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Living alone or commuting when pregnant - which is better?

My husband and I live apart due to our high-demand careers. We're trying to come up with a way to live together next year because we hate living apart, but that would mean LONG commutes for each of us, which would add additional stress to our already stressful lives. We are ready to have a baby NOW, but I'm scared about getting pregnant and having to live alone while working full-time. If anyone has had a similar experience or can give me advice one way or another (e.g., live together at all costs, the driving will be worth it - OR - live apart, sleep when you would normally be driving because you'll be exhausted), I would greatly appreciate it. Our work situation will not change for the next four years so waiting it out is not an option (plus, I'm not really a spring chicken anymore). Thank you!

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Asked by dhutc002 at 1:58 PM on Apr. 5, 2009 in Pregnancy

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Answers (9)
  • I'm a single mom by choice and carried twins while living alone. You can do it...especially if you have some support nearby, be it a friend, coworker or a relative. The bigger concern is after the baby arrives. Are you going to take your career down a notch for the baby? Are you both really comfortable with one missing the early days of the baby's life?

    Answer by halfpint_ny at 2:01 PM on Apr. 5, 2009

  • There is no way maybe one of your jobs could transfer you closer together before the baby arrives? You can def do it alone but you are married and if you have that support use it! I depend on my husband for sooo much! And as much as you need to bond with that baby so does he. Once you both see that baby there is going to be no way either of you will be able to leave and go to the other home. I think this is something you two will have to sit down and talk about. Best of Luck.

    Answer by Tris_09 at 2:08 PM on Apr. 5, 2009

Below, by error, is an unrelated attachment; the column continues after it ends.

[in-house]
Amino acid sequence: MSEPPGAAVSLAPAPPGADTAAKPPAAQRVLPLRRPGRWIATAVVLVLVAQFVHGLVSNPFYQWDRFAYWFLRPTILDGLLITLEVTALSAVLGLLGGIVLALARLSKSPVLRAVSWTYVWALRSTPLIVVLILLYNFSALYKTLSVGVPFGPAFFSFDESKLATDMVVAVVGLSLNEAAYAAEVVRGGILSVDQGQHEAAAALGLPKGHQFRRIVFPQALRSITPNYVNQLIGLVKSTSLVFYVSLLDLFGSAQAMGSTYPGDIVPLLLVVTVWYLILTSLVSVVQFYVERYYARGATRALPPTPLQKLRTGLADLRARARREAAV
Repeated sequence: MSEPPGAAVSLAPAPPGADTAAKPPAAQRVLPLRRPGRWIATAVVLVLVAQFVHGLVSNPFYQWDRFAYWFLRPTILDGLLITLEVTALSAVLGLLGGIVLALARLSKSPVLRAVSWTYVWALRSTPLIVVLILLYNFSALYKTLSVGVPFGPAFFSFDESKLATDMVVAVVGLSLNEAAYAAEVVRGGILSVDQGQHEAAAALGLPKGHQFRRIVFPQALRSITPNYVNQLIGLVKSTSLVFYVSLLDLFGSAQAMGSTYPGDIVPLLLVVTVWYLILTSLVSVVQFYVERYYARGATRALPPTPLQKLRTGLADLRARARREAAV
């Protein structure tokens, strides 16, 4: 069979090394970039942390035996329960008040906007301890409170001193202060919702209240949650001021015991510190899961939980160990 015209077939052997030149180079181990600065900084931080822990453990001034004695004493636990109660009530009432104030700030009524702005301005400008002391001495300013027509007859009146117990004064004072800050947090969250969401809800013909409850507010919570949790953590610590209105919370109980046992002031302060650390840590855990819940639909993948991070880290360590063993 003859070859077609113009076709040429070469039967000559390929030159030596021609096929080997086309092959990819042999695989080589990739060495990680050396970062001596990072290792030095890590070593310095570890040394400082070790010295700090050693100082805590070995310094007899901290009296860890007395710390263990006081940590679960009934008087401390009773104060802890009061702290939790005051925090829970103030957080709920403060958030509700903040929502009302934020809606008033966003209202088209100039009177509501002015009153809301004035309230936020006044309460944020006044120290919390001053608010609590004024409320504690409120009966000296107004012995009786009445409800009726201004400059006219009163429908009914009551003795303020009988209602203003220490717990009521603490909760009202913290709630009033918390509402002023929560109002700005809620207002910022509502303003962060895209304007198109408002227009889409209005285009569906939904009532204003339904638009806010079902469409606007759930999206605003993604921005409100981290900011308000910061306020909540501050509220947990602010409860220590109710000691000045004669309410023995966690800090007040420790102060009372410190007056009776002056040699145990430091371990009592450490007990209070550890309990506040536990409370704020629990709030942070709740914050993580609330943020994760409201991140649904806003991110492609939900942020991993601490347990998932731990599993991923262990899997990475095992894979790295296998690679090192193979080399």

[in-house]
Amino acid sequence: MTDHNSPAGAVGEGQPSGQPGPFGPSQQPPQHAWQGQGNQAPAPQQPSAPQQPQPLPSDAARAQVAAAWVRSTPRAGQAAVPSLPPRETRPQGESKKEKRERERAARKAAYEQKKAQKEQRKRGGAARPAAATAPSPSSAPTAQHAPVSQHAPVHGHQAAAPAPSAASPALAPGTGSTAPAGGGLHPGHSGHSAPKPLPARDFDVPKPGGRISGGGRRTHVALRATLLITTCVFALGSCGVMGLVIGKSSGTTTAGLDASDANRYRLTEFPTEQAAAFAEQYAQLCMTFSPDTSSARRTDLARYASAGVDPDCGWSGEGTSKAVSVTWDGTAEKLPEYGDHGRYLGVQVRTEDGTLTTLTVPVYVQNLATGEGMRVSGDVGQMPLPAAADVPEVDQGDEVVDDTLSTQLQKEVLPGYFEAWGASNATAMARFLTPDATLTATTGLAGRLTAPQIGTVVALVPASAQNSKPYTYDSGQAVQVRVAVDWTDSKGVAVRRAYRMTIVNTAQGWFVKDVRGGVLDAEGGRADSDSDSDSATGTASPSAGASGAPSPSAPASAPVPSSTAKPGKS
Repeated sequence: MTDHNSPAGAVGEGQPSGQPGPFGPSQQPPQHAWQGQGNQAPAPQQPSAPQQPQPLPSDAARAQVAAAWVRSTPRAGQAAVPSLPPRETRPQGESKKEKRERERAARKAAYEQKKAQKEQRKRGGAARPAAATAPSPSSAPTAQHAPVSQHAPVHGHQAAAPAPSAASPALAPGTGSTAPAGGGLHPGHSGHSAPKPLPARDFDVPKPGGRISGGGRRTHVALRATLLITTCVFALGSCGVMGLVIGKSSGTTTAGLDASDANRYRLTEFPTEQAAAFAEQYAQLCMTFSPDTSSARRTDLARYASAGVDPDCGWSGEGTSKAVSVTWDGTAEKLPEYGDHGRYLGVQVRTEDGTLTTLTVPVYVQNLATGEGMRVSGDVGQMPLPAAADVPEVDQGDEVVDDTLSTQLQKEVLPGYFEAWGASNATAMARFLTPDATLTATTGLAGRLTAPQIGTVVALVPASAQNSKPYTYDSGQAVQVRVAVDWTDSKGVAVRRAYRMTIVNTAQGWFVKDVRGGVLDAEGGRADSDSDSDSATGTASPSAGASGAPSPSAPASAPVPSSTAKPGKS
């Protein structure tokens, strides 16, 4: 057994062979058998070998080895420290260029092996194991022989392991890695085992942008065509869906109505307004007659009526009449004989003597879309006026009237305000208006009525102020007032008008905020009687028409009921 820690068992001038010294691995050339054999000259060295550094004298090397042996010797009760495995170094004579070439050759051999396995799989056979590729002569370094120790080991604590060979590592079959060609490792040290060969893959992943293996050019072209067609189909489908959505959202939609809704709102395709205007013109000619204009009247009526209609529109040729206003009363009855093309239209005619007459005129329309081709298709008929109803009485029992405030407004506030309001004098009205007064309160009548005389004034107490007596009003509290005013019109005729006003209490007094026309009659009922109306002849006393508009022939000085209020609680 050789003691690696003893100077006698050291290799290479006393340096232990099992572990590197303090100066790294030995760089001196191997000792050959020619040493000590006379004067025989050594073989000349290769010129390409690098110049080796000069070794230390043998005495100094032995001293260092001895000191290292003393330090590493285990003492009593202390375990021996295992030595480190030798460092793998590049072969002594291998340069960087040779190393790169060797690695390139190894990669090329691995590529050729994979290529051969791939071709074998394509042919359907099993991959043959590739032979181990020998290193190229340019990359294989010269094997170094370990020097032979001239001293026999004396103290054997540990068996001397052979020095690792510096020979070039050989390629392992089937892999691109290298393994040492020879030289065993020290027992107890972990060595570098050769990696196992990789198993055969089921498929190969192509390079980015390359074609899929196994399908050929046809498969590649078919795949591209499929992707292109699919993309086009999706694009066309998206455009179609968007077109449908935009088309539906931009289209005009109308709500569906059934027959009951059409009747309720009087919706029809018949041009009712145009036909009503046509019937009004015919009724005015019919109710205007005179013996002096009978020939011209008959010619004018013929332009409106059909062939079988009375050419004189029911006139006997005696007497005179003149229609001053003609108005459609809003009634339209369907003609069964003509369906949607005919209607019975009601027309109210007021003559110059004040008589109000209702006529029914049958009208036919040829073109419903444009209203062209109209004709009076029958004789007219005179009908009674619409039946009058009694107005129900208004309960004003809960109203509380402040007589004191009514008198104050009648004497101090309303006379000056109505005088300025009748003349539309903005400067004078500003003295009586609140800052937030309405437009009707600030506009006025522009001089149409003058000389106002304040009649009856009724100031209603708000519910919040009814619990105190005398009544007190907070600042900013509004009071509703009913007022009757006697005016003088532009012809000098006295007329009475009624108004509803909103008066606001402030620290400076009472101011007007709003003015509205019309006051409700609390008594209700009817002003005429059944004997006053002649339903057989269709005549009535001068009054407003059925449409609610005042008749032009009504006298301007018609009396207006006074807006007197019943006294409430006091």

• To add some info that I left out originally: we can't reduce our workloads or get transferred, although that would be nice. My husband is an MD (soon to be a hard-working medical resident) and I'm a PhD, so we both worked very hard to get where we are career-wise. Quitting would be career ending, and transfers don't occur in academia. The other dilemma is that neither of us have any family in the area, so I will really need to find a local support group.

    Answer by dhutc002 at 3:46 PM on Apr. 5, 2009

  • So, how does a baby fit in your busy schedules?

    Answer by halfpint_ny at 4:34 PM on Apr. 5, 2009

  • We'll make it work somehow. We're both very ready for kids, so we'll be part of the movement to force employers to make working conditions more family friendly! We'll obviously be seeking the help of a nanny or other childcare services because we can't do it all alone.

    Answer by dhutc002 at 5:27 PM on Apr. 5, 2009

  • If no family lives near by and you you can not tone down your work load it will be very hard to be a single parent. Your baby will have to be cared for by someone else very early on and will learn his/her behaviors and mannerism from those people. Would you be taking the first few months off? Bonding is very important early on for child development and if you wont be the one caring for the child it might not be in the best interest of the child. Plenty of women can care for children on their own, but they usually have some family support or not huge fast track careers.

    Answer by Anonymous at 8:38 PM on Apr. 5, 2009

  • OK, we're getting side-tracked! I will be taking a few months off from work after having the baby, which is why I'm trying to time it so that I give birth at the end of spring semester. By then, I'll be living with my husband for sure, but that is not my question. I'm interested in knowing what to do WHILE I'M PREGNANT, not after I have the baby. Thanks!

    Answer by dhutc002 at 11:09 PM on Apr. 5, 2009

  • Yes, you can handle pregnancy on your own. But, definitely have a contingency plan for the "what ifs". What if you end up on bed rest? What if you are carrying twins and have to stop working at 24 weeks, or work from home? What if you go into labor early? Having a plan....even though things don't always go as we plan...can help bring some level of confidence.

    Also, trying to time things to allow for birth in a specific month rarely works. What will you do if a due date lands smack in the middle of finals week?

    Answer by halfpint_ny at 8:10 AM on Apr. 6, 2009

  • We found an awesome house, so I'll be able to live with my husband! Of course, I'll have a full-time job and a 120-mile commute, but we'll deal. Thanks for the advice!

    Answer by dhutc002 at 11:06 PM on Apr. 28, 2009

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